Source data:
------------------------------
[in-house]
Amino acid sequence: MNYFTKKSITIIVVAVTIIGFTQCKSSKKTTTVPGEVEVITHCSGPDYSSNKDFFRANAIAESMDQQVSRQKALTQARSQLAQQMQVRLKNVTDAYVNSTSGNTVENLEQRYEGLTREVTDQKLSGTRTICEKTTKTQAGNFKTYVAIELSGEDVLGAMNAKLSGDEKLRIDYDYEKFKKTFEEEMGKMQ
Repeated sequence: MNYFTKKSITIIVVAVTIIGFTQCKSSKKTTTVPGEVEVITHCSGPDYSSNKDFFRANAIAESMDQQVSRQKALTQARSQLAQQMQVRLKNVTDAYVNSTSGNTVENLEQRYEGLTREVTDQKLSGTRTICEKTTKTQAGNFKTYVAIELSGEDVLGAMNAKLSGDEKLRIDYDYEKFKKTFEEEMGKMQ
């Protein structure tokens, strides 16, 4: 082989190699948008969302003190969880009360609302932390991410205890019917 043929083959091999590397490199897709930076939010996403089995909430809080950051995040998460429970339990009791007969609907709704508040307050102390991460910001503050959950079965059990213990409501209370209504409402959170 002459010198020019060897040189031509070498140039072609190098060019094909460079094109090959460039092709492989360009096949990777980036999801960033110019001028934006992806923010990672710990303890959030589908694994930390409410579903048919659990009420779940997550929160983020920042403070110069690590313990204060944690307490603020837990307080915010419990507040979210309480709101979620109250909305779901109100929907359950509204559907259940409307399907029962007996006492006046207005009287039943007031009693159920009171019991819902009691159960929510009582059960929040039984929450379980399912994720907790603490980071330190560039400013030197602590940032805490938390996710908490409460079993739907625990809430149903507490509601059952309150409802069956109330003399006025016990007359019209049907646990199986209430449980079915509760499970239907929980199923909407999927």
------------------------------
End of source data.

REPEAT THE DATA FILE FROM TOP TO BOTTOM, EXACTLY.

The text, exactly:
[in-house]
Amino acid sequence: MNYFTKKSITIIVVAVTIIGFTQCKSSKKTTTVPGEVEVITHCSGPDYSSNKDFFRANAIAESMDQQVSRQKALTQARSQLAQQMQVRLKNVTDAYVNSTSGNTVENLEQRYEGLTREVTDQKLSGTRTICEKTTKTQAGNFKTYVAIELSGEDVLGAMNAKLSGDEKLRIDYDYEKFKKTFEEEMGKMQ
Repeated sequence: MNYFTKKSITIIVVAVTIIGFTQCKSSKKTTTVPGEVEVITHCSGPDYSSNKDFFRANAIAESMDQQVSRQKALTQARSQLAQQMQVRLKNVTDAYVNSTSGNTVENLEQRYEGLTREVTDQKLSGTRTICEKTTKTQAGNFKTYVAIELSGEDVLGAMNAKLSGDEKLRIDYDYEKFKKTFEEEMGKMQ
């Protein structure tokens, strides 16, 4: 082989190699948008969302003190969880009360609302932390991410205890019917 043929083959091999590397490199897709930076939010996403089995909430809080950051995040998460429970339990009791007969609907709704508040307050102390991460910001503050959950079965059990213990409501209370209504409402959170 002459010198020019060897040189031509070498140039072609190098060019094909460079094109090959460039092709492989360009096949990777980036999801960033110019001028934006992806923010990672710990303890959030589908694994930390409410579903048919659990009420779940997550929160983020920042403070110069690590313990204060944690307490603020837990307080915010419990507040979210309480709101979620109250909305779901109100929907359950509204559907259940409307399907029962007996006492006046207005009287039943007031009693159920009171019991819902009691159960929510009582059960929040039984929450379980399912994720907790603490980071330190560039400013030197602590940032805490938390996710908490409460079993739907625990809430149903507490509601059952309150409802069956109330003399006025016990007359019209049907646990199986209430449980079915509760499970239907929980199923909407999927």